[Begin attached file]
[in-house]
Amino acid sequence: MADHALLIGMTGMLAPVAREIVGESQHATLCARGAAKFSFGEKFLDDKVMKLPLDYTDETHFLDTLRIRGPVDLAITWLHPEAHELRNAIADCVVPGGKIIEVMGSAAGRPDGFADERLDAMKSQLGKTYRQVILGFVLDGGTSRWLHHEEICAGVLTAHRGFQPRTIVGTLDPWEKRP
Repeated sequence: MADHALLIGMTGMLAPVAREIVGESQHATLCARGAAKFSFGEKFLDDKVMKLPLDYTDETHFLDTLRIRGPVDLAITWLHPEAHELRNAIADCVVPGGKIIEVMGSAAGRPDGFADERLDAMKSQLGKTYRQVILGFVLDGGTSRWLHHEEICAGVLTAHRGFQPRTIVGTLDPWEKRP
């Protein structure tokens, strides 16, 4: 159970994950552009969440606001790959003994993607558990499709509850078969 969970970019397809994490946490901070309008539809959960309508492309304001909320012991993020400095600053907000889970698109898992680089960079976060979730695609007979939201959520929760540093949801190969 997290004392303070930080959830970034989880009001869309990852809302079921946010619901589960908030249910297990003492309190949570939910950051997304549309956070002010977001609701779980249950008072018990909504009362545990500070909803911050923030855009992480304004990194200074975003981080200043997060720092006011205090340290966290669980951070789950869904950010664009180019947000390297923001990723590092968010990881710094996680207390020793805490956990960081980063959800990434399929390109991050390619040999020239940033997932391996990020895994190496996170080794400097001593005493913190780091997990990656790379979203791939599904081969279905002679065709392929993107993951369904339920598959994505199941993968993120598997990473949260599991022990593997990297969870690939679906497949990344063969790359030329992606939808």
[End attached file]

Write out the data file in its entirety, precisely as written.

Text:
[in-house]
Amino acid sequence: MADHALLIGMTGMLAPVAREIVGESQHATLCARGAAKFSFGEKFLDDKVMKLPLDYTDETHFLDTLRIRGPVDLAITWLHPEAHELRNAIADCVVPGGKIIEVMGSAAGRPDGFADERLDAMKSQLGKTYRQVILGFVLDGGTSRWLHHEEICAGVLTAHRGFQPRTIVGTLDPWEKRP
Repeated sequence: MADHALLIGMTGMLAPVAREIVGESQHATLCARGAAKFSFGEKFLDDKVMKLPLDYTDETHFLDTLRIRGPVDLAITWLHPEAHELRNAIADCVVPGGKIIEVMGSAAGRPDGFADERLDAMKSQLGKTYRQVILGFVLDGGTSRWLHHEEICAGVLTAHRGFQPRTIVGTLDPWEKRP
């Protein structure tokens, strides 16, 4: 159970994950552009969440606001790959003994993607558990499709509850078969 969970970019397809994490946490901070309008539809959960309508492309304001909320012991993020400095600053907000889970698109898992680089960079976060979730695609007979939201959520929760540093949801190969 997290004392303070930080959830970034989880009001869309990852809302079921946010619901589960908030249910297990003492309190949570939910950051997304549309956070002010977001609701779980249950008072018990909504009362545990500070909803911050923030855009992480304004990194200074975003981080200043997060720092006011205090340290966290669980951070789950869904950010664009180019947000390297923001990723590092968010990881710094996680207390020793805490956990960081980063959800990434399929390109991050390619040999020239940033997932391996990020895994190496996170080794400097001593005493913190780091997990990656790379979203791939599904081969279905002679065709392929993107993951369904339920598959994505199941993968993120598997990473949260599991022990593997990297969870690939679906497949990344063969790359030329992606939808």